Walking robots are complex machines with many degrees of freedom. Designing efficient controllers for such robots can be a daunting task, and the differential equations by themselves usually do not help much when trying to understand the dynamics. Still, research on passive dynamic walking robots has shown that it is possible to make robotic mechanisms walk very naturally and efficiently without using any control! The gap between theoretically well-understood position-controlled walking robots and experimentally-designed uncontrolled passive-dynamic walkers is nevertheless large, and extending a passive-dynamic walker to be more robust and versatile is non-trivial.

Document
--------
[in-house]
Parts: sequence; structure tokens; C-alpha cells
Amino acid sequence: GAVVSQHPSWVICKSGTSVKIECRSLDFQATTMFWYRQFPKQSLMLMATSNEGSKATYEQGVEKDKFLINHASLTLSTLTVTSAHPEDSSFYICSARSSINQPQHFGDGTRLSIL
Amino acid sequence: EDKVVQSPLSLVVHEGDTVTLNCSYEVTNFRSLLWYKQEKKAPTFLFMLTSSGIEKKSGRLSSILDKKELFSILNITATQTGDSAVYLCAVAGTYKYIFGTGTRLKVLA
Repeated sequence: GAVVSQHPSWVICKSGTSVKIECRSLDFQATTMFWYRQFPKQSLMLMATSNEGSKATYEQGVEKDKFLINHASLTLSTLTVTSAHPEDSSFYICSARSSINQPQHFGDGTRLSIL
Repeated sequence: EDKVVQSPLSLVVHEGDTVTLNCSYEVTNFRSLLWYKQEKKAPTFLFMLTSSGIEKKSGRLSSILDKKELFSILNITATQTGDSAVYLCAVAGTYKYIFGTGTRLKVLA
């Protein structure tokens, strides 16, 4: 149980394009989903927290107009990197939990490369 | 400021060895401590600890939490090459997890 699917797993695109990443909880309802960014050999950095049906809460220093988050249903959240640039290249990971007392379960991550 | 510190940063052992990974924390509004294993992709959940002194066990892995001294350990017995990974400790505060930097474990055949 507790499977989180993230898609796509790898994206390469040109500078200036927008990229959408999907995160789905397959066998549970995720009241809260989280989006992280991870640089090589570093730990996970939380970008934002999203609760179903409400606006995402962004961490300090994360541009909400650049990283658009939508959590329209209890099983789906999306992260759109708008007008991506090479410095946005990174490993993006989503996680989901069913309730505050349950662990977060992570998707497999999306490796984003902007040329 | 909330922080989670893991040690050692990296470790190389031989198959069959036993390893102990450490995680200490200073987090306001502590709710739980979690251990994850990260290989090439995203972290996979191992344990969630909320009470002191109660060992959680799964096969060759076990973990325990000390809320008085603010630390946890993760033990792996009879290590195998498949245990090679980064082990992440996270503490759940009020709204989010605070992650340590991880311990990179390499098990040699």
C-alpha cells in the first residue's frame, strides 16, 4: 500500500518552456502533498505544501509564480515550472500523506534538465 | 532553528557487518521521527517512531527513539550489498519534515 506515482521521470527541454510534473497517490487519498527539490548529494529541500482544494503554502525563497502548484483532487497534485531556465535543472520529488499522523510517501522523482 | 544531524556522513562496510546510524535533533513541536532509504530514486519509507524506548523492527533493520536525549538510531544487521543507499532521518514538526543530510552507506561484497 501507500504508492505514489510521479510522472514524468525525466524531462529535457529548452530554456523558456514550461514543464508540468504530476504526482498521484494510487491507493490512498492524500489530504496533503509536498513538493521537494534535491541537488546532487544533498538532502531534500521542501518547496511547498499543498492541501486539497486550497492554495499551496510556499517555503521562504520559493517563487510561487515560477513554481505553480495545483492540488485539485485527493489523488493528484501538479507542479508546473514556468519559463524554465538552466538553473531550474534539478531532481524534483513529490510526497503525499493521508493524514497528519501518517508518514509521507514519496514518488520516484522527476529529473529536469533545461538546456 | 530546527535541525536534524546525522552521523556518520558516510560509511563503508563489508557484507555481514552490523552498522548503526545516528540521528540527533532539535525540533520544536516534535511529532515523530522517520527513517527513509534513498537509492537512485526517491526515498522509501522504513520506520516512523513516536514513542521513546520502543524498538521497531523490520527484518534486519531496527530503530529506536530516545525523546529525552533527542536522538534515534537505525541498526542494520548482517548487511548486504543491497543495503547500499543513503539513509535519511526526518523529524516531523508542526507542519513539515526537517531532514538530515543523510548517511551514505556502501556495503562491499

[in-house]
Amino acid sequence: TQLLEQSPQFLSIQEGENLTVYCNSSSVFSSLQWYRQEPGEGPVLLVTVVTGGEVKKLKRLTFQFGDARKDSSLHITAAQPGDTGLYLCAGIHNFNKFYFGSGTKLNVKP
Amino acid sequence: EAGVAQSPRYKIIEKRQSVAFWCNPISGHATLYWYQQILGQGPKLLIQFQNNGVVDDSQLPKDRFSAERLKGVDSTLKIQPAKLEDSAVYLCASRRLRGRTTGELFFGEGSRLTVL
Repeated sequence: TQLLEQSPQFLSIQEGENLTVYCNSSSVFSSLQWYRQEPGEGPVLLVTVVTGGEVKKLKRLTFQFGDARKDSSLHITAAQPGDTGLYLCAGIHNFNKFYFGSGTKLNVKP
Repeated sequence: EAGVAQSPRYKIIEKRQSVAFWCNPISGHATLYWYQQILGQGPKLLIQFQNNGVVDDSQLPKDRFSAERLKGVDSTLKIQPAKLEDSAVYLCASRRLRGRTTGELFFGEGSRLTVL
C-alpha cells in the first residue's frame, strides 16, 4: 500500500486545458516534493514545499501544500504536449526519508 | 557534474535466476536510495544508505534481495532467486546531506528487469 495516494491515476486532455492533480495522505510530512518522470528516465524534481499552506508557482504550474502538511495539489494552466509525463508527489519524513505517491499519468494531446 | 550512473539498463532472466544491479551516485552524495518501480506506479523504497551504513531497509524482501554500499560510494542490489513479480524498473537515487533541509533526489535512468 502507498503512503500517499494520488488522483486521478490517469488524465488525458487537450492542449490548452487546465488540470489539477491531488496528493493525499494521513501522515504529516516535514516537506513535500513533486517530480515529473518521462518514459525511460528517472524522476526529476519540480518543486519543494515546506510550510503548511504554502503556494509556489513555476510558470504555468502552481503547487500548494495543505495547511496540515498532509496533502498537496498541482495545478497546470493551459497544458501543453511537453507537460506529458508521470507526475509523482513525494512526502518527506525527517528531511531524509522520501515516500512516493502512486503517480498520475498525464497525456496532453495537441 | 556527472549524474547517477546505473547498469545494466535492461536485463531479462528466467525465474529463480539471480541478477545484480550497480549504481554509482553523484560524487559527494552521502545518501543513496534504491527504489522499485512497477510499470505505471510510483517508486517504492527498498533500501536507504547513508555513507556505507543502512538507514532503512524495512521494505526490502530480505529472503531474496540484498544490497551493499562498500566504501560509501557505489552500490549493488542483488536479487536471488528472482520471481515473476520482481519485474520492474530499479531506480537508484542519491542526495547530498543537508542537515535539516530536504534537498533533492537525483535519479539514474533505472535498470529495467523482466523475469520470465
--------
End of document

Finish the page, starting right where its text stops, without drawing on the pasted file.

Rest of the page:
The purpose of this work is to present a set of mathematical tools that can simplify studying robotic walking motions and designing energy-efficient controllers. The authors extend classical dynamic modeling methods and view robots and controllers as energy-exchanging physical systems, which forms the basisof the so-called port-based approach. They show how such methods can be used to analyze walking mechanisms, find efficient walking trajectories, and design controllers that increase robustness and stability with minimal energy cost. Extensive examples and illustrations are used with the objective to make the mathematics intuitive and accessible to everyone with an engineering background.